The final day of the Glastonbury Festival has ended - with organiser Michael Eavis already looking forward to next year's event.
Michael Eavis: "The best ever, without a shadow of a doubt"
Rain broke into fine weather on the final day, which included sets from Moby, the Manic Street Preachers and Feeder.
There is a risk of thunder storms on Monday, when most people will be packing up and going home.
Mr Eavis hailed this year's event as "the best ever, without a shadow of a doubt", and told reporters Prince had already agreed to play at next year's show.
He said: "I've got three headliners for next year - isn't that good?
"Prince promised me he would do it next year. It's good that we've got all these top bands wanting to play here."
When asked if Oasis would be one of next year's headliners after Noel Gallagher turned up on Saturday, he said: "You can draw your own conclusions. I'm not saying."
When the name Paul McCartney was mentioned after Mr Eavis turned him down for a headlining slot this year, he said: "We would really like him to play and I just hope he will play next year but I don't know yet."
While Mr Eavis had problems getting a licence for the event, at Worthy Farm, near Pilton in Somerset, because of the fear of crime, police hailed this year's festival as a "safe place to be".
By 1600 BST on Sunday, the Avon and Somerset force said 261 crimes had been reported, with a further 137 recorded drug detections.
Thom Yorke's Radiohead headlined on Saturday
In the village of Pilton itself, 34 crimes had been reported. Extra security for the festival's neighbours was one of the conditions imposed on Mr Eavis when he was given a licence for the event.
A Mendip District Council spokesman said the situation was "very satisfactory", adding the biggest source of complaints had been the number of fireworks let off by revellers.
"Everyone seems very happy," he told BBC News Online. "The security is much better than last year."
Some 157 people had been arrested - mainly for drug offences or theft.
Mr Eavis said doubts about the festival's future had now been dispelled.
"Things are looking very, very good for the future with the council and the village.
"Last night was the first night ever when I haven't had a phone call in the night from some irate neighbour."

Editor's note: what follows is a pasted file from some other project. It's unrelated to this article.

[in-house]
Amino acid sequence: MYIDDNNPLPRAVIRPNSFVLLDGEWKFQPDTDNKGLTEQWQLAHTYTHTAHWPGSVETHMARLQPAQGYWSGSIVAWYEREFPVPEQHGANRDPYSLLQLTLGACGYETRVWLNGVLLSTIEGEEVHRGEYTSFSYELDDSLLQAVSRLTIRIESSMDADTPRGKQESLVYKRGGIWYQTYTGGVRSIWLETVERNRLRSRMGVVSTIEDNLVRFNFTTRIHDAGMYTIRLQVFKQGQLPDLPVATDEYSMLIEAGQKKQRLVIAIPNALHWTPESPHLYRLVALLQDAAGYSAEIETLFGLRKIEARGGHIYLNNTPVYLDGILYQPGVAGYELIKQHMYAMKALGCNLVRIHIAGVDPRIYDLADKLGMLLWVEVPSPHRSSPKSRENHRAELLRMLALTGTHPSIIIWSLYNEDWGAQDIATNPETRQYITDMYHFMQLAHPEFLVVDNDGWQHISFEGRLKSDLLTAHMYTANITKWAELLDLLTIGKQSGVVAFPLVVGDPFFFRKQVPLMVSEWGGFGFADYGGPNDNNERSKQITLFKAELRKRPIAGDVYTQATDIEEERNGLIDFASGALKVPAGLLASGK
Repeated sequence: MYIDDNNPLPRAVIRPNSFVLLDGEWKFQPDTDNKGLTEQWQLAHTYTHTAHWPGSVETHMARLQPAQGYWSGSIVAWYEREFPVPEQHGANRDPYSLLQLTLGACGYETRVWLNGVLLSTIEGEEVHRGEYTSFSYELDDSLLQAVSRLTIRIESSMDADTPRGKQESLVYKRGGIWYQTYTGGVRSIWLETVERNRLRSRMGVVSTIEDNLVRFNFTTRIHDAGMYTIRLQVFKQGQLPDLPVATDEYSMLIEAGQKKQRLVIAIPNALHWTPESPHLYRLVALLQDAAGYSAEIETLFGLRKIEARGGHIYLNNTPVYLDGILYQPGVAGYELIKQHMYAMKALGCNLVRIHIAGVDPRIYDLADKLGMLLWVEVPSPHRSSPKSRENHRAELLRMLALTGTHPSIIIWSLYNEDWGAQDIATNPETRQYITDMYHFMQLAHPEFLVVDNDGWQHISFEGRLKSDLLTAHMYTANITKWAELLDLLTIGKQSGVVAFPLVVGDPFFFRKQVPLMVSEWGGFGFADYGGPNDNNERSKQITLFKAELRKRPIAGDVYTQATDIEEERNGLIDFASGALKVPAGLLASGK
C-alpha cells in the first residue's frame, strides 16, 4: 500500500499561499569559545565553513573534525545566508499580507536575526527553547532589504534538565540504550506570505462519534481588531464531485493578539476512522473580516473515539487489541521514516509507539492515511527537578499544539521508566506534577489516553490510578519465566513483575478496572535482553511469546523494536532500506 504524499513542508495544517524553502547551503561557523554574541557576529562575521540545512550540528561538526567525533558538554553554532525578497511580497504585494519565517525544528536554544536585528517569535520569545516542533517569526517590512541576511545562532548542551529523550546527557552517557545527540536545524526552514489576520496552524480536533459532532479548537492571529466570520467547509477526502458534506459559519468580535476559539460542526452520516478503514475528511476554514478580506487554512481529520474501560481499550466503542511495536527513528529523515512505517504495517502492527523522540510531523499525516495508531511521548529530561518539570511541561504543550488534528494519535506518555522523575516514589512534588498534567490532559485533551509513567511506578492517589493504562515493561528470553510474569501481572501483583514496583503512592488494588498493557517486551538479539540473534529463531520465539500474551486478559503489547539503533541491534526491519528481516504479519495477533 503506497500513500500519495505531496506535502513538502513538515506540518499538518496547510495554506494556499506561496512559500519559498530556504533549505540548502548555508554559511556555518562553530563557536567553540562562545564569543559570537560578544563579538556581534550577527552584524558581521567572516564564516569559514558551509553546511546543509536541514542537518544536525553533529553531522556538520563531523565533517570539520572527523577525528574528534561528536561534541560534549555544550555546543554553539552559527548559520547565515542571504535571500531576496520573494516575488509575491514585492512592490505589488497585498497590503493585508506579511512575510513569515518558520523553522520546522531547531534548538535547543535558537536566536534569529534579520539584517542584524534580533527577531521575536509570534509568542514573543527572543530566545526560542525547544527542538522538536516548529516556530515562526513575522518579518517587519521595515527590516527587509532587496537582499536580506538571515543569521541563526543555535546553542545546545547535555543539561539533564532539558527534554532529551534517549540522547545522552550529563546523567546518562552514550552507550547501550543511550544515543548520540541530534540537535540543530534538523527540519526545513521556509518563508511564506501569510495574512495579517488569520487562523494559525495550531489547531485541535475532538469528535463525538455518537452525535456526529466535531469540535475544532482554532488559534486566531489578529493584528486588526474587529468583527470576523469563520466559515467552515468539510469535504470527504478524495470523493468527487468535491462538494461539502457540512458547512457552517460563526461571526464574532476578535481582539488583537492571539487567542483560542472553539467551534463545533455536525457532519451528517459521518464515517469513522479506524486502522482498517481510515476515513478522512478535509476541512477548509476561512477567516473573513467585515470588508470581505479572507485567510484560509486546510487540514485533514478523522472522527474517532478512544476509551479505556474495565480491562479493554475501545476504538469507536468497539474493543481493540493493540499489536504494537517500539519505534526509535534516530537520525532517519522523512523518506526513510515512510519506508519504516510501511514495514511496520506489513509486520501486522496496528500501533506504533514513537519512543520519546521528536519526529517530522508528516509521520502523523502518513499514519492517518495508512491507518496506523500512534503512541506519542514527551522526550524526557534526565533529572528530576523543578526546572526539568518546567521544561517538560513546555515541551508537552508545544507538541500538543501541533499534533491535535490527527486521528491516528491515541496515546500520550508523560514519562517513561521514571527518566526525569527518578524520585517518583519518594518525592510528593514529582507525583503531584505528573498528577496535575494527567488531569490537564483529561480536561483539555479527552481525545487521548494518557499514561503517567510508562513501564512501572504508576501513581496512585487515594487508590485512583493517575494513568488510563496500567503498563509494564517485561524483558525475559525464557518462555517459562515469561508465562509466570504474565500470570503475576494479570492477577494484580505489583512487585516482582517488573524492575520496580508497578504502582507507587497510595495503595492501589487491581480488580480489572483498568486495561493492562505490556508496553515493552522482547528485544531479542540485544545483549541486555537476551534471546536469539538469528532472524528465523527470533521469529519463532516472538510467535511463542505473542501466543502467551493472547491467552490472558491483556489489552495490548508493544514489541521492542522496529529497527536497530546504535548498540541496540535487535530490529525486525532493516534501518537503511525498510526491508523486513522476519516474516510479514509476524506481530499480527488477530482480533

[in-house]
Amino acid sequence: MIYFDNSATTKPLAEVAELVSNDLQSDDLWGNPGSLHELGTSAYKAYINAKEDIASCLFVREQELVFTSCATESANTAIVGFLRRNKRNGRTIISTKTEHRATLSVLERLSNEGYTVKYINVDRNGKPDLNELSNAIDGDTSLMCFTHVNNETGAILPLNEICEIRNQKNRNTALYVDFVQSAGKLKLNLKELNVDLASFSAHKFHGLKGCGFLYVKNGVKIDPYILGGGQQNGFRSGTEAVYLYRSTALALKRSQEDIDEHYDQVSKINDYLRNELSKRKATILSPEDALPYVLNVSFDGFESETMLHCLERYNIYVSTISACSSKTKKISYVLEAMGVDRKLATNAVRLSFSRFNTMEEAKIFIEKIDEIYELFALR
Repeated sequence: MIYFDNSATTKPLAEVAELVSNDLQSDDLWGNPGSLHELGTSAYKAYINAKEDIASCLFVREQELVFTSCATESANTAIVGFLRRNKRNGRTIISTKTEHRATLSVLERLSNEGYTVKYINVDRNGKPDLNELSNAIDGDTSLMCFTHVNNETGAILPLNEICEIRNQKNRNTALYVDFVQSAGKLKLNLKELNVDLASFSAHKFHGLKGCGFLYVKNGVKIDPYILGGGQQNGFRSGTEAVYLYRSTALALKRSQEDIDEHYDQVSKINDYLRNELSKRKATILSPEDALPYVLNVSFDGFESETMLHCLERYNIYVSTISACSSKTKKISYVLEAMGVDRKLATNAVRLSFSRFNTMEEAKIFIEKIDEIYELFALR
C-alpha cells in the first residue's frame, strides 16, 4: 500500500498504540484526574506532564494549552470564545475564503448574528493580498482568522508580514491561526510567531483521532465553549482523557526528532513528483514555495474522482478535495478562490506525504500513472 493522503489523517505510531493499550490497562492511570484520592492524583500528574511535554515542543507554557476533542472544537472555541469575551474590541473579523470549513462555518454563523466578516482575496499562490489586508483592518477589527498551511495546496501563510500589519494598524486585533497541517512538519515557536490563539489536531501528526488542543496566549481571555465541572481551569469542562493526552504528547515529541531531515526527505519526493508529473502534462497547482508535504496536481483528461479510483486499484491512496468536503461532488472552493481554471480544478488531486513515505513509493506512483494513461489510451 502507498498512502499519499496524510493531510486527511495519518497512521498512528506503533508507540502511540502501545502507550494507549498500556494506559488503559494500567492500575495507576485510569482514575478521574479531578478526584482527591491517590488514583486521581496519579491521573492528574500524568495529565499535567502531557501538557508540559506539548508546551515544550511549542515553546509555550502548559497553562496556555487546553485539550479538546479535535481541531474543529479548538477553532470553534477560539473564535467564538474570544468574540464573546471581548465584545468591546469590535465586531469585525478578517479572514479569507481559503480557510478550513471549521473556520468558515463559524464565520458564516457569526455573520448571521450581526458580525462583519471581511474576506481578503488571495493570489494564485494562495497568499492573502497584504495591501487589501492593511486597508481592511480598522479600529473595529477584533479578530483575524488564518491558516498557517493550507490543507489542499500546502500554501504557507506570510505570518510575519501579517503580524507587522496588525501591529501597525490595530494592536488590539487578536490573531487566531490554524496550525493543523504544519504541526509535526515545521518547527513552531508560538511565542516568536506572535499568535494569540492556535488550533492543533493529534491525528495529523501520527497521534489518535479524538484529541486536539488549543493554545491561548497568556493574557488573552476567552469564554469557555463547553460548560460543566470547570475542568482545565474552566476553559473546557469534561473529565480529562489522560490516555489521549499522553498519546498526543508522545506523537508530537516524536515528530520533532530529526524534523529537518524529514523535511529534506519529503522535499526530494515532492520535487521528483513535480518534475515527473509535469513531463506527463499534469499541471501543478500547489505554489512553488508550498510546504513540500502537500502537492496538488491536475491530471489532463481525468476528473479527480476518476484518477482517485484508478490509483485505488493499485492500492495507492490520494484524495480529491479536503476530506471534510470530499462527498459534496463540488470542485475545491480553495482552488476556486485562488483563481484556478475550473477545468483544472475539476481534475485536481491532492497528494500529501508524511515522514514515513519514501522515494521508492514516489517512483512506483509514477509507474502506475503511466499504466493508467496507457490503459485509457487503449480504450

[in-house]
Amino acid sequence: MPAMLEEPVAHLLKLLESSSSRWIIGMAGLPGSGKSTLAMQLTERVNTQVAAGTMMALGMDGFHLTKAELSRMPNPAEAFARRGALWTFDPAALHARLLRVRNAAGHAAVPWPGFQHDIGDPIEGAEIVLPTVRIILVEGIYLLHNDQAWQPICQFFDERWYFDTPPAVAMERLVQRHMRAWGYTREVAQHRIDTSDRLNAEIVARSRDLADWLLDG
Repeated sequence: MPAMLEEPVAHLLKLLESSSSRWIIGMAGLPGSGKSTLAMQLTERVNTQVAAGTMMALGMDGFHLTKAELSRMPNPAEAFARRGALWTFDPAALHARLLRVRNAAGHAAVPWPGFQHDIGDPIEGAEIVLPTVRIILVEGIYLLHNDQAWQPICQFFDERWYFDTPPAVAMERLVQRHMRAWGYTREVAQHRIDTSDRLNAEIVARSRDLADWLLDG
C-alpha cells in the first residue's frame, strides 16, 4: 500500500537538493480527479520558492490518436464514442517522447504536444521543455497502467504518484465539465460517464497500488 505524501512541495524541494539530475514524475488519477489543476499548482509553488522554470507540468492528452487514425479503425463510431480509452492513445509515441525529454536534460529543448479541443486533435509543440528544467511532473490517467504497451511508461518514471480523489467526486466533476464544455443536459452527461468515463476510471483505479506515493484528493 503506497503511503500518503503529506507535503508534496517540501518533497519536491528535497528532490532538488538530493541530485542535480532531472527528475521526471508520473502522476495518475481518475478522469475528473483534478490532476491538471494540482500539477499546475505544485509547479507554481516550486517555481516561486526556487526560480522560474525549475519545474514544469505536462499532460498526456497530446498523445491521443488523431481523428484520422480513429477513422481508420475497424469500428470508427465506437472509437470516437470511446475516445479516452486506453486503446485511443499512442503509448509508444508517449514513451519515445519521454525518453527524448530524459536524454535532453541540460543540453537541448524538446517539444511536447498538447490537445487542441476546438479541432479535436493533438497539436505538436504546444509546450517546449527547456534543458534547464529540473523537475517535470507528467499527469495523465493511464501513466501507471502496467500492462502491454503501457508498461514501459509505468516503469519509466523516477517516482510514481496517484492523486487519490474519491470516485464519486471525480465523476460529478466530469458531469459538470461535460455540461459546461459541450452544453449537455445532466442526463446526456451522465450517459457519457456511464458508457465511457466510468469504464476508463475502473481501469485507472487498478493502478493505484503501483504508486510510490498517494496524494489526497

"We have finally got it right. Last year it was the fence, this year it was the outside security. People have taken in all the messages," he said.
Radiohead were the headline act on Saturday night, playing tracks from their new album Hail To The Thief, while REM led Friday's bill.
Police with a hoard of stolen mobile phones
Sunday's other highlights include Macy Gray, Tricky, the Delgados, Doves and The Streets.
After this year's 112,500 tickets sold out in a record 18 hours, Mr Eavis said he was unlikely to increase the capacity.
"My personal feelings are that we've got enough people here already. I think we've probably reached the size we want to go with."
Instead, he would like to set up a database of ticket-holders to allow festival fans to come once every other year.
"We're trying to get a single database of seriously upset people who couldn't come this year," he said.
"My ambition is that people who really want to come can actually get in at least once every other year or something. I don't know quite how to work it out."
He added that he may reserve 20,000-30,000 tickets for National Union of Students members to attract students back.
This year's event would be remembered as "the one where everything worked for us, really", he said.
"Whether it be security, the lack of any aggravation outside the site and the incredibly good line-up - it was unquestionably the best line-up we have ever had."
He also denied the festival's spirit had been diluted.
"I've been walking around all morning and I don't find anyone disappointed with the spirit.
"I think the spirit is as good as ever it was, if not better."